“I would rather create than recreate,” says Brian Hazard, the brains — and fingers — behind the one-man electronic music act he calls Color Theory.

Don’t let the synthesizers fool you, the project is not another 1980s revival. Rather, it’s a subtle nod to synthpop legacies like Depeche Mode and Pet Shop Boys — the brooding sounds that carried Hazard through his teenage years in Huntington Beach, California. “Evoking a sense of nostalgia for these groups through my own music — that’s what’s really fun and exciting for me,” he says.

While the playful dance melodies may be an homage to a decade past, the unexpected piano chords that also define Hazard’s poppy ballads are distinctly his own. This unusual blend of sounds is likely a result of the four years he spent attaining a Bachelor of Music in Piano Performance from California State University. It was during this time that he learned the importance of perseverance. “I was really one of the weaker pianists at first,” the now married father of two explains. “But, I’m competitive, and I worked my way up.”

Although the days of studying Bach and music theory are long gone, Hazard’s tireless climb towards musical eminence continues today. Since first conceiving of Color Theory in 1993, he has released nine studio albums, including 2016’s Adjustments. A John Lennon Songwriting Contest Grand Prize sits proudly on his resume, and his music appears in notable pop cultural texts, including MTV’s The Real World and Just Dance Kids.

Hazard’s rapidly growing fan base of over two million Twitter followers is pretty impressive, too.

“I don’t want to write music in a vacuum,” he says. “I’m always looking for ways to get more involved with my fans.” Hazard’s efforts to foster a more intimate connection with his audience extend well beyond hashtags and little blue birdies. In 2010, the veteran music technician dropped The Individual Edition CD, a full length album that was uniquely rendered for every fan who purchased it. Similarly, in 2012, he launched “The Color Theory Spotify Playlist Thing”— a contest in which the name of a winning Spotify member was surreptitiously embedded in the middle of a Color Theory song.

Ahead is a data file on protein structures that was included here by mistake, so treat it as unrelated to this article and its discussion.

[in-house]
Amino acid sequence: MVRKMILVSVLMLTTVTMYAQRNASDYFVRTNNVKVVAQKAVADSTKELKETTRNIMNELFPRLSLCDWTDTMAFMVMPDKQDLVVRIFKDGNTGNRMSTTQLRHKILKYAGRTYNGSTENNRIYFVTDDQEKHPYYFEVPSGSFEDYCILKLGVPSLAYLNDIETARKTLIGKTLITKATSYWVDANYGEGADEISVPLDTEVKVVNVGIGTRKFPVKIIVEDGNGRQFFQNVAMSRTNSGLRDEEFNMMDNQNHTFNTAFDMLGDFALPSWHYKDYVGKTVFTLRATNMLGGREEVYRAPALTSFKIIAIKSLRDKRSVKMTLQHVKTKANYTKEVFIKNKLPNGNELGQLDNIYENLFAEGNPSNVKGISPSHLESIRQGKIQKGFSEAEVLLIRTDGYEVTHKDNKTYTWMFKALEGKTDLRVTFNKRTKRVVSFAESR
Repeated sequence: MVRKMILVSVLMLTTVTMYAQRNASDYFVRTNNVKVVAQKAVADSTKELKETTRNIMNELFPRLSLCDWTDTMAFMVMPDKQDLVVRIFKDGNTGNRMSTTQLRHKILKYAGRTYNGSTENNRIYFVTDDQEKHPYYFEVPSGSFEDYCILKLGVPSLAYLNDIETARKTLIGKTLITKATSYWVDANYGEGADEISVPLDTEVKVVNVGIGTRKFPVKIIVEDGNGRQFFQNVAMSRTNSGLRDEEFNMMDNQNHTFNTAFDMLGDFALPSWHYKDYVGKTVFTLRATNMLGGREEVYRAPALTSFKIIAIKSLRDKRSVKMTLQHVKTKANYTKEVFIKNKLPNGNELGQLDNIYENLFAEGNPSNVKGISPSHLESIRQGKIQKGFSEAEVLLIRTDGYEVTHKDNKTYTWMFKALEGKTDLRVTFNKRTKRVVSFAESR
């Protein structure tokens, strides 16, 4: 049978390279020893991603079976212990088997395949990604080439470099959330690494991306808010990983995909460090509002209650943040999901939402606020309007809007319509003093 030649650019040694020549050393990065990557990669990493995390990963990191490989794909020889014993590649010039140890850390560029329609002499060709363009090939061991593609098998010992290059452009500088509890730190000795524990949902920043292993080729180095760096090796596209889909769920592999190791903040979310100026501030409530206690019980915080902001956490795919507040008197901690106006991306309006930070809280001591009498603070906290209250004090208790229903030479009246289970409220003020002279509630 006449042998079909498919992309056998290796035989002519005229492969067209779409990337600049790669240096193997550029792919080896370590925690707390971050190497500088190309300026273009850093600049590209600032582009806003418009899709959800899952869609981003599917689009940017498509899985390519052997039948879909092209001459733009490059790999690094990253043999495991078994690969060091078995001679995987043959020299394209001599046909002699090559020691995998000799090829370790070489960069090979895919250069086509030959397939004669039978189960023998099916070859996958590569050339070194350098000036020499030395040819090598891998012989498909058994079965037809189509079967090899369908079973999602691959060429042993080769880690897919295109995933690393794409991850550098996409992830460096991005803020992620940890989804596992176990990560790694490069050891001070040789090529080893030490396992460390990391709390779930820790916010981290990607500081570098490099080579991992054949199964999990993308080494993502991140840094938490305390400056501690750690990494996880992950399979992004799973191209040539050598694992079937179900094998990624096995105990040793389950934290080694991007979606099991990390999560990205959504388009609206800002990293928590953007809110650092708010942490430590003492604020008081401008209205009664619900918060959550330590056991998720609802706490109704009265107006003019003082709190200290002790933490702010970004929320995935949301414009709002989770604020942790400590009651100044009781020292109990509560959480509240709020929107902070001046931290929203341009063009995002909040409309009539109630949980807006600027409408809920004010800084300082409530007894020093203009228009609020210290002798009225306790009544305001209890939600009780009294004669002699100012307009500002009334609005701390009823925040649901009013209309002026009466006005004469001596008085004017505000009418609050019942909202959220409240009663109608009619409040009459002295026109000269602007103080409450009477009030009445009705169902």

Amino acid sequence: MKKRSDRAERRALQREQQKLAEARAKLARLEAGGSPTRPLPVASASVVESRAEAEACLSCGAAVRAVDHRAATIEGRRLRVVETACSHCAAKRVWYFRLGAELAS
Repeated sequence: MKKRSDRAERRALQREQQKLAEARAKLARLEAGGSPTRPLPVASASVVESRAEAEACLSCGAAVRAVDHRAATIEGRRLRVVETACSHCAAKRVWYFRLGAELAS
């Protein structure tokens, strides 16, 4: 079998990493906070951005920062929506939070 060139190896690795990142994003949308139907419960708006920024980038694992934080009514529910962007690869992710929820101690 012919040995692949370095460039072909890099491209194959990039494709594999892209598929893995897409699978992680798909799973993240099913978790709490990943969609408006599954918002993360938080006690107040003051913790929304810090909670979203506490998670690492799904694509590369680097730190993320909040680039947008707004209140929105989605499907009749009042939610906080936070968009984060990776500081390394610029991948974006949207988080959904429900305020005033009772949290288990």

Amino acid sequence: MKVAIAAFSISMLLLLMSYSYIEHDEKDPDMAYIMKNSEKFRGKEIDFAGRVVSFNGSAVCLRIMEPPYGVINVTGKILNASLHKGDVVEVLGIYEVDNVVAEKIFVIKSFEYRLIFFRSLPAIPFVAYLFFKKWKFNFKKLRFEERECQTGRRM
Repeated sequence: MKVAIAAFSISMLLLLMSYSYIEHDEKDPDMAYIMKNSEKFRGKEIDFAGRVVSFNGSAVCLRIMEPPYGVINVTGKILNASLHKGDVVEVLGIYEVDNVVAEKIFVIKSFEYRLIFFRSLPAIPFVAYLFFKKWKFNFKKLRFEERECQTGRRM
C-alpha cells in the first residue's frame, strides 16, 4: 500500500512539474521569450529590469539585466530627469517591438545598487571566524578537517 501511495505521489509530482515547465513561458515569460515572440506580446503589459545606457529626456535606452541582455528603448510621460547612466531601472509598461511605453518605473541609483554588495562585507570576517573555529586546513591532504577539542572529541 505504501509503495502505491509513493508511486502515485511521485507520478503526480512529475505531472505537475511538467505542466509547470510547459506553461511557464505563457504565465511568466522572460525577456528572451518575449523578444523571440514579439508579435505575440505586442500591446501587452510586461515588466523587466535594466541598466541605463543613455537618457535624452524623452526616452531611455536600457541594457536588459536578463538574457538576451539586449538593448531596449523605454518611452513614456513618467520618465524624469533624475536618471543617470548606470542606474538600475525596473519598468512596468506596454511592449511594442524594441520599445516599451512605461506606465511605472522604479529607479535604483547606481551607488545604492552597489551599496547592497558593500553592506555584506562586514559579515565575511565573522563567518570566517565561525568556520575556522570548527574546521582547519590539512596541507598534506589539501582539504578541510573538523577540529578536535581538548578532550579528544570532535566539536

“My fans feel like strangers that I’ve known for years,” Hazard says. In the early years, this dedicated following was partially a result of his song “Ponytail Girl” — a composition that was mistaken for a Depeche Mode B-side during the Napster era. “The song was part of a Christmas sampler that I gave to twenty fans,” he explains. “Depeche Mode’s Exciter was about to come out and a lot of songs were mislabeled as part of it. Mine just happened to be the one that stuck.” The confusion spread so widely that the mix-up was publicly acknowledged at depechemode.com. “It’s pretty neat to be mistaken for your favorite band,” he laughs.

That incident was the driving force behind Color Theory presents Depeche Mode, a modern take on the classic electronic music act. “The mission is to make something startlingly different,” Hazard notes. Thankfully, Depeche Mode die hards embraced the difference and the album quickly became his bestseller to date.

Hazard’s had more than one brush with a musical legend. In 2002, a mutual friend introduced him to Michael Jackson and Madonna’s drummer, Jonathan “Sugarfoot” Moffett, and the two collaborated on the fifth Color Theory album, Something Beautiful. “My very first concert was Madonna,” Hazard, the son of a Toledo Symphony Orchestra trumpet player, reflects. “The drummer from the very first concert I ever went to is on one of my albums — how cool.”

Hazard’s personal history with music may be rich in such anecdotes, but don’t expect him to sing about them. Drawing on themes such as the dangers of technology and societal obsessions with consumption on his most recent album, the one-man show would rather create new stories than recreate his own.

“People would like to assume that every word of every lyric is a true story, but that’s not important,” he says. “The important part is to create an emotionally engaging piece of music.”

Hazard’s quest to compose powerful and impressionable music will continue. With his tenth studio album — a retro-nostalgic project inspired by 1980’s film soundtracks — due in late 2018, there is no doubt that he will dazzle the world with his radiant colors once again.